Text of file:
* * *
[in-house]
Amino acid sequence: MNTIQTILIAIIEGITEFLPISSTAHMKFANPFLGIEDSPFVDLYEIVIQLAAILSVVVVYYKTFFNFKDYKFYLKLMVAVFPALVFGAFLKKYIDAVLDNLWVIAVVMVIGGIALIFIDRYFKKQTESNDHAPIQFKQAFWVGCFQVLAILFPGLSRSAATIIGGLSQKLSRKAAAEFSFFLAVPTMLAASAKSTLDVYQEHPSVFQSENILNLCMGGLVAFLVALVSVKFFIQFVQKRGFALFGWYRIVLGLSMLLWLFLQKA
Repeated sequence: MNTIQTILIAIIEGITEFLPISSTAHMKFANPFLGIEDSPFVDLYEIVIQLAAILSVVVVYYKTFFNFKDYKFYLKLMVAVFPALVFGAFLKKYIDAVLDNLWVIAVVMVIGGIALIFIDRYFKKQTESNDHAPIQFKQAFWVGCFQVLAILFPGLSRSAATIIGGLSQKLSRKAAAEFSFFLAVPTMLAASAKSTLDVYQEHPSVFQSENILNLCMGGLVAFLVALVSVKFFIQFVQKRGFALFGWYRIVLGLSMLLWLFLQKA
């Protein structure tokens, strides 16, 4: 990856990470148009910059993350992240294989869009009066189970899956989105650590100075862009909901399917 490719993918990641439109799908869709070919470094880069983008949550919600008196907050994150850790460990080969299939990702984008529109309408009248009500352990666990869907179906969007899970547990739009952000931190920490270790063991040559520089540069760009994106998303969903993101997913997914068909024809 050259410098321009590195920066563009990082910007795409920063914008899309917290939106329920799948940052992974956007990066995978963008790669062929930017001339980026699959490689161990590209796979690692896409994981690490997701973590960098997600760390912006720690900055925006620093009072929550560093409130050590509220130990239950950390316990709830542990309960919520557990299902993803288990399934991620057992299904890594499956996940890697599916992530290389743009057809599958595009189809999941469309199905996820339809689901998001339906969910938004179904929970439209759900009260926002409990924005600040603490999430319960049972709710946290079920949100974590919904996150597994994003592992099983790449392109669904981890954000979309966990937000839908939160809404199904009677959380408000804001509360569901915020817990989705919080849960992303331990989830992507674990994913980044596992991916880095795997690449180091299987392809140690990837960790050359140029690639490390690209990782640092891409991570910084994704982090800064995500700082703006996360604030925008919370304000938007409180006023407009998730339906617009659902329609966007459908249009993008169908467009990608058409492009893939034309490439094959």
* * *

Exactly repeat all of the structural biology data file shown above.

[in-house]
Amino acid sequence: MNTIQTILIAIIEGITEFLPISSTAHMKFANPFLGIEDSPFVDLYEIVIQLAAILSVVVVYYKTFFNFKDYKFYLKLMVAVFPALVFGAFLKKYIDAVLDNLWVIAVVMVIGGIALIFIDRYFKKQTESNDHAPIQFKQAFWVGCFQVLAILFPGLSRSAATIIGGLSQKLSRKAAAEFSFFLAVPTMLAASAKSTLDVYQEHPSVFQSENILNLCMGGLVAFLVALVSVKFFIQFVQKRGFALFGWYRIVLGLSMLLWLFLQKA
Repeated sequence: MNTIQTILIAIIEGITEFLPISSTAHMKFANPFLGIEDSPFVDLYEIVIQLAAILSVVVVYYKTFFNFKDYKFYLKLMVAVFPALVFGAFLKKYIDAVLDNLWVIAVVMVIGGIALIFIDRYFKKQTESNDHAPIQFKQAFWVGCFQVLAILFPGLSRSAATIIGGLSQKLSRKAAAEFSFFLAVPTMLAASAKSTLDVYQEHPSVFQSENILNLCMGGLVAFLVALVSVKFFIQFVQKRGFALFGWYRIVLGLSMLLWLFLQKA
């Protein structure tokens, strides 16, 4: 990856990470148009910059993350992240294989869009009066189970899956989105650590100075862009909901399917 490719993918990641439109799908869709070919470094880069983008949550919600008196907050994150850790460990080969299939990702984008529109309408009248009500352990666990869907179906969007899970547990739009952000931190920490270790063991040559520089540069760009994106998303969903993101997913997914068909024809 050259410098321009590195920066563009990082910007795409920063914008899309917290939106329920799948940052992974956007990066995978963008790669062929930017001339980026699959490689161990590209796979690692896409994981690490997701973590960098997600760390912006720690900055925006620093009072929550560093409130050590509220130990239950950390316990709830542990309960919520557990299902993803288990399934991620057992299904890594499956996940890697599916992530290389743009057809599958595009189809999941469309199905996820339809689901998001339906969910938004179904929970439209759900009260926002409990924005600040603490999430319960049972709710946290079920949100974590919904996150597994994003592992099983790449392109669904981890954000979309966990937000839908939160809404199904009677959380408000804001509360569901915020817990989705919080849960992303331990989830992507674990994913980044596992991916880095795997690449180091299987392809140690990837960790050359140029690639490390690209990782640092891409991570910084994704982090800064995500700082703006996360604030925008919370304000938007409180006023407009998730339906617009659902329609966007459908249009993008169908467009990608058409492009893939034309490439094959």